New medical privacy rules create headaches for doctors, patients

Confusion has hindered care, prompted questions

April 23, 2003|By Julie Bell | Julie Bell,SUN STAFF

Sally Finkel thought she was trained and ready when new federal medical privacy rules took effect last week. But the administrator of a 12-doctor practice in Lutherville wasn't expecting this.

The office document shredder was operating at such an intense pitch that the head of medical records rebelled - asking that the whining machine be operated only after she was gone for the day.

Some patients were balking at signing forms that said they acknowledged the new rules. Others were asking so many questions that it caused appointment delays.

"Why do I have to sign this?" one suspicious patient asked Dr. Dana Frank earlier this week in the same Johns Hopkins-affiliated practice at Green Spring Station.

Such are the headaches of life after the Health Insurance Portability and Accountability Act, or HIPAA.

Congress enacted the law in 1996, ostensibly to help people retain health insurance when they changed jobs. But the law contained complex new privacy provisions that produced seven years of bureaucratic wrangling to put in the form of regulations.

After months of training for hundreds of thousands of workers ranging from brain surgeons to receptionists, the privacy rules took effect April 14.

Although patients are supposed to be better protected than they were, and privacy violators face heavy fines, lingering confusion over the rules is having unintended consequences here and across the country.

Medical record mix-ups have kept some cancer patients waiting for chemotherapy in Baltimore. South Dakota clerics who want to comfort hospitalized patients can't always get information about them. Health authorities in New Mexico wonder whether they have to keep detailed paperwork on every person they interview while investigating a case of contagious disease - just in case the sick patient later asks for a reckoning.

"The biggest roadblock has been interpretation of the regulations," said D'Arcy Guerin Gue, a Gaithersburg-area consultant and co-author of Guide to Medical Privacy and HIPAA.

Generally, HIPAA allows doctors, hospitals and insurers to share medical information needed for treatment and billing but gives patients control over other uses.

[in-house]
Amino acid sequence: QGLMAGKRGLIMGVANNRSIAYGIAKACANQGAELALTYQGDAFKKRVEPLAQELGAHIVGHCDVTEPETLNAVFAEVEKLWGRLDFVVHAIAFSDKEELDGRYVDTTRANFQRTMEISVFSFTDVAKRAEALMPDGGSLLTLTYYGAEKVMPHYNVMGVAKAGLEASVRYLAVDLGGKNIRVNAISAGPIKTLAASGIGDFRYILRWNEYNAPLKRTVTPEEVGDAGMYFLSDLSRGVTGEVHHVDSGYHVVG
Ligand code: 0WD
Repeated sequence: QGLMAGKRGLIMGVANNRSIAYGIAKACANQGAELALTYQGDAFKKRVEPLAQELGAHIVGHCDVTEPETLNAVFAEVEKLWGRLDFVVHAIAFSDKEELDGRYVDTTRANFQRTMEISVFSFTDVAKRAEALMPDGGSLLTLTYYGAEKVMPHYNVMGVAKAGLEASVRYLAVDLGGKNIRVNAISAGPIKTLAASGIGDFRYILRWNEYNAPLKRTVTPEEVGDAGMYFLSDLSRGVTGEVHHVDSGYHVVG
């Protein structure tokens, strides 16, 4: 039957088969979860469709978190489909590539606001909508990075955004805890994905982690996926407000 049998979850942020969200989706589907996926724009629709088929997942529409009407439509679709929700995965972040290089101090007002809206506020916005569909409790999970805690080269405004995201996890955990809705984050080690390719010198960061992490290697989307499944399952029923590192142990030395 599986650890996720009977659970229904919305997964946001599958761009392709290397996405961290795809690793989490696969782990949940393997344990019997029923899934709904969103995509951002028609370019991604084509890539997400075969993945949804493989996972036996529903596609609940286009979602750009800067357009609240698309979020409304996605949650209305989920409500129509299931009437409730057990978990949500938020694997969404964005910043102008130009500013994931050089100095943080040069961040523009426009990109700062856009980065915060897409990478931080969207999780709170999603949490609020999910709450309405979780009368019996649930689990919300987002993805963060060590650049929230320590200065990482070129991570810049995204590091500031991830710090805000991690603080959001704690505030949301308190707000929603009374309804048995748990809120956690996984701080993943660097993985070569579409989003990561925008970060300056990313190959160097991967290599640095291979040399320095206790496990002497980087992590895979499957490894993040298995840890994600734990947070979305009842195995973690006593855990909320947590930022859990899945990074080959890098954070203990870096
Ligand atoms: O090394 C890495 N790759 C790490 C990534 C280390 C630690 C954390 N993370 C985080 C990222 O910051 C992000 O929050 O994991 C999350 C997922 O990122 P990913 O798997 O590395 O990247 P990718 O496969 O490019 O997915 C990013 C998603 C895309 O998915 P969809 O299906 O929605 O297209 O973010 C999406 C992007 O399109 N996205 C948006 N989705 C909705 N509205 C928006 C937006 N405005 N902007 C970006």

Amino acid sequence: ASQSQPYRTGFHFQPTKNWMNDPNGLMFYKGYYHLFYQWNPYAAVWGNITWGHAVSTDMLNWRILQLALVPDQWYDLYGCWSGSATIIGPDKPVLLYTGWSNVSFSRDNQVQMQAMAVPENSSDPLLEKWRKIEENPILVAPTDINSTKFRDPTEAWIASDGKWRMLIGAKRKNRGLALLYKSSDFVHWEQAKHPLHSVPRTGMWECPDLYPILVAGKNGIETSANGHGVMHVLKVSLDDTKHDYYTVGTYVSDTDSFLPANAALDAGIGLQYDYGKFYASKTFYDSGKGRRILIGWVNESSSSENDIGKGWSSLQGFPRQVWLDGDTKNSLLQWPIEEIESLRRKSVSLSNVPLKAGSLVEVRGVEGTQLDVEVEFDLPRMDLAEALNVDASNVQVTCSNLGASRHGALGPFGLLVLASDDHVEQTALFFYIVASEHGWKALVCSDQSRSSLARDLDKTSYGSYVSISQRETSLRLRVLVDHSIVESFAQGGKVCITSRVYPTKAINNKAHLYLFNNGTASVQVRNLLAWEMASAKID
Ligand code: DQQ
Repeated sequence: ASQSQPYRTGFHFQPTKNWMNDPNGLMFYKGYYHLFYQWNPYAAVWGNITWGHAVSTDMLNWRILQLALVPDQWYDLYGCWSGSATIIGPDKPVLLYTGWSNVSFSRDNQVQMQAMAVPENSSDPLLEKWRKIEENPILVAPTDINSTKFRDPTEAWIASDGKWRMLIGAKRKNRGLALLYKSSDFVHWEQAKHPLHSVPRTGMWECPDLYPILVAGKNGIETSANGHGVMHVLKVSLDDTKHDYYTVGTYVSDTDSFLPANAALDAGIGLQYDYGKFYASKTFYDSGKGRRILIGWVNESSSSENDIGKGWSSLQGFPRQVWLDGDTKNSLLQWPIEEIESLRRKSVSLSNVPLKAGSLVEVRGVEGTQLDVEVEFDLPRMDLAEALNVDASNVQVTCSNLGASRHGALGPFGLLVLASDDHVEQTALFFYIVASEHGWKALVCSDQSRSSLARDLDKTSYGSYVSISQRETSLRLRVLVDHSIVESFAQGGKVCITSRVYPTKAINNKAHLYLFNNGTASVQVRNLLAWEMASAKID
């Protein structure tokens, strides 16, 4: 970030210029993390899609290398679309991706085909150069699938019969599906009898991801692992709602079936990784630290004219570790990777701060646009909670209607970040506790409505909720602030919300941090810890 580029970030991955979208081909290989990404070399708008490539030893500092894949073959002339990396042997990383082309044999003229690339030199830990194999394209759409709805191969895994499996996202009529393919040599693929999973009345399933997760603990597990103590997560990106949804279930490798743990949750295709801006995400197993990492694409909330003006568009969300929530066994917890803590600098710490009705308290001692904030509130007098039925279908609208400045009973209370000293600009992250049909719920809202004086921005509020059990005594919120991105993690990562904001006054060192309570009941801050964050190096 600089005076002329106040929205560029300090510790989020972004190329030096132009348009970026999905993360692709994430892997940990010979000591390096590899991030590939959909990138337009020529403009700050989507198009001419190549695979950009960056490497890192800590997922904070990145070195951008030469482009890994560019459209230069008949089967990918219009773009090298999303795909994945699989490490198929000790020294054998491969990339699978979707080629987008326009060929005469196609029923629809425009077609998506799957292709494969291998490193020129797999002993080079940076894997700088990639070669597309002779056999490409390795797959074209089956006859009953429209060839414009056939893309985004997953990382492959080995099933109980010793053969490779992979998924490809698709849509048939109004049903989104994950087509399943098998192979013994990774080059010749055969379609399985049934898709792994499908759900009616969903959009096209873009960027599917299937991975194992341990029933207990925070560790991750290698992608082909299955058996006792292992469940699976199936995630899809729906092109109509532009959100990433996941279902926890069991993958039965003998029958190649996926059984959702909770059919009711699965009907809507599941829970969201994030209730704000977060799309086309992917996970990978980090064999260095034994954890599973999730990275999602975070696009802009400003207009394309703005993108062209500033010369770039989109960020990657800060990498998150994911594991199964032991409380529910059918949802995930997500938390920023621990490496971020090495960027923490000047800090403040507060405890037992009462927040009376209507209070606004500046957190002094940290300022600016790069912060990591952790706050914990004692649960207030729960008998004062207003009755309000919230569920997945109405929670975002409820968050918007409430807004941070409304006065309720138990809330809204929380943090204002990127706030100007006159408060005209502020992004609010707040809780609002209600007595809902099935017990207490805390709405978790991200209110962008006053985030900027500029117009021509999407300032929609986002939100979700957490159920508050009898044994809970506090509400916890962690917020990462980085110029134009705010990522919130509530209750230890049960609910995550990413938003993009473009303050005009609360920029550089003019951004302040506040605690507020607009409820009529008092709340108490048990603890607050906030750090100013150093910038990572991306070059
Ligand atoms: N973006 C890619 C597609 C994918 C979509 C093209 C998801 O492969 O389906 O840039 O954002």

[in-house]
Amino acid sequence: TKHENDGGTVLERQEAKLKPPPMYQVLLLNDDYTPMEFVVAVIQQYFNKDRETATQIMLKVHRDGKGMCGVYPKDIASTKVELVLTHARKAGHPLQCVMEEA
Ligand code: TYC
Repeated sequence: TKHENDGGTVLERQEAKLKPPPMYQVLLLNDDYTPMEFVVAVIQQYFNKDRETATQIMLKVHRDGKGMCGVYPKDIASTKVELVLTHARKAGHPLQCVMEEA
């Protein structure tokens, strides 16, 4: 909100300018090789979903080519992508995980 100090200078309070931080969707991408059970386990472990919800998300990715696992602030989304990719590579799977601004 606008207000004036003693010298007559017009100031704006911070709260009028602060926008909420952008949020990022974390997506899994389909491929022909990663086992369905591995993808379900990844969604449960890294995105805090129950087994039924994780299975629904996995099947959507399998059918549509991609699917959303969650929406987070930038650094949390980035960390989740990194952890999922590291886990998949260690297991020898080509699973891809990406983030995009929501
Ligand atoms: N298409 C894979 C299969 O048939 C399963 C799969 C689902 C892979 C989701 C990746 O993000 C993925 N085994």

To protect the identity of patients, doctors' offices are doing everything from having sign-in sheets with peel-off stickers that receptionists immediately remove to rotating computer screens so they can't be seen from waiting rooms.

"A lot of HIPAA is just common sense," said Juliet Allen, who manages a number of outpatient services at Johns Hopkins Bayview Medical Center. But she noted that doctors are more aware now that they should keep the door shut when talking to patients.

One problem is that there is no single way to comply with the rules. One pediatrician told Allen that he would no longer send patients' referrals by fax, requiring one patient's mother to drive over and pick one up.

Finkel's office, Park Medical Associates, is requiring patients to sign a privacy rules acknowledgment as a condition of treatment. But at Bayview, patients can refuse to sign as long as a health-care worker notes the refusal in their files.

At Greater Baltimore Medical Center, about 30 percent of cancer patients are facing delays in getting their infusions because some outside laboratories refuse to send faxes of test results, noting privacy concerns, said Dawn Stefanik, clinical manager of infusion therapy.

The results are needed to determine whether patients' immune systems can handle another round of harsh anti-cancer drugs. "Prior to HIPAA, we could call [an outside lab] and say, `Hi, I'm at GBMC calling for some lab results,' and they would say, `We'll fax them to you,"' Stefanik said.

Now, she said, some outside labs mistakenly believe they can send faxes of the lab-test results only to the doctor who ordered them. So Stefanik has to run down the results by contacting the doctor's office. "The patient sits there waiting," Stefanik said. "It has taken up to an hour or two to get results just so we can treat the patient."

Dr. Timothy Doran, GBMC's chairman of pediatrics, wonders how federal regulators will view a common practice - sharing medical records with schools that evaluate children for developmental problems. "I'm not going to hold up an evaluation," he said. "Most physicians are going to do what they need to do to take care of patients."

To be sure, some hospitals say the transition has been smooth. Bayview has had few problems, Allen said.

Crystal Edwards, director of outpatient care for the Department of Medicine at the University of Maryland, said most patients at her two large outpatient facilities simply pick up forms, sign them and turn them in without question.

But hospitals recognize that questions are bound to come up. Allen looks to a Web site operated by Johns Hopkins' HIPAA office to find answers.

So detailed are the rules that they even govern relationships between health-care providers and so-called business associates, such as accountants or lawyers who may need access to files to do their jobs.

Lee Miller of Shred It Baltimore, a document disposal company, has detailed agreements with every doctor's office he serves. They require that he keep detailed records about which of his employees touched the records and when they were destroyed. Shred It, which has seen its shredding volume grow 20 percent over the past six months, has to keep those records for six years.

Said Miller with a laugh, "We can't even shred our own records."

The Associated Press contributed to this article.

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